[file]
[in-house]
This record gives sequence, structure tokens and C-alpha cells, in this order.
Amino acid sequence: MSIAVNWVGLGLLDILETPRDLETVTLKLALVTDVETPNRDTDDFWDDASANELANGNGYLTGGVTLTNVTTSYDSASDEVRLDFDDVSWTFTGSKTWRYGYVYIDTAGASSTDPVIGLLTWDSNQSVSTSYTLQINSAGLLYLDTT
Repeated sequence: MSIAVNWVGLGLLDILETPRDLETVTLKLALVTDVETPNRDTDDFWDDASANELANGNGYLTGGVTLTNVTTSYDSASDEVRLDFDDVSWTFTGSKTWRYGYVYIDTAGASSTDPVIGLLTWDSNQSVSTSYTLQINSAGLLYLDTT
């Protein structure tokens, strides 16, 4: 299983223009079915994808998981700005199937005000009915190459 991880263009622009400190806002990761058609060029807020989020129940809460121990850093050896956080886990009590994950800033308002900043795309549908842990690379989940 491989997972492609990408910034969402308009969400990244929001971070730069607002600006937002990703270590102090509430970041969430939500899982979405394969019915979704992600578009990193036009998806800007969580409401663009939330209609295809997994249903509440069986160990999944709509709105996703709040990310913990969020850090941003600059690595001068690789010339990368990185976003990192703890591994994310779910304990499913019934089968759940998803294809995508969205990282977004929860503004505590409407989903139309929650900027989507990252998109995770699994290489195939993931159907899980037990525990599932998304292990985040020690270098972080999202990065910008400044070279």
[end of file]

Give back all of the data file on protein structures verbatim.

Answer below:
[in-house]
This record gives sequence, structure tokens and C-alpha cells, in this order.
Amino acid sequence: MSIAVNWVGLGLLDILETPRDLETVTLKLALVTDVETPNRDTDDFWDDASANELANGNGYLTGGVTLTNVTTSYDSASDEVRLDFDDVSWTFTGSKTWRYGYVYIDTAGASSTDPVIGLLTWDSNQSVSTSYTLQINSAGLLYLDTT
Repeated sequence: MSIAVNWVGLGLLDILETPRDLETVTLKLALVTDVETPNRDTDDFWDDASANELANGNGYLTGGVTLTNVTTSYDSASDEVRLDFDDVSWTFTGSKTWRYGYVYIDTAGASSTDPVIGLLTWDSNQSVSTSYTLQINSAGLLYLDTT
């Protein structure tokens, strides 16, 4: 299983223009079915994808998981700005199937005000009915190459 991880263009622009400190806002990761058609060029807020989020129940809460121990850093050896956080886990009590994950800033308002900043795309549908842990690379989940 491989997972492609990408910034969402308009969400990244929001971070730069607002600006937002990703270590102090509430970041969430939500899982979405394969019915979704992600578009990193036009998806800007969580409401663009939330209609295809997994249903509440069986160990999944709509709105996703709040990310913990969020850090941003600059690595001068690789010339990368990185976003990192703890591994994310779910304990499913019934089968759940998803294809995508969205990282977004929860503004505590409407989903139309929650900027989507990252998109995770699994290489195939993931159907899980037990525990599932998304292990985040020690270098972080999202990065910008400044070279």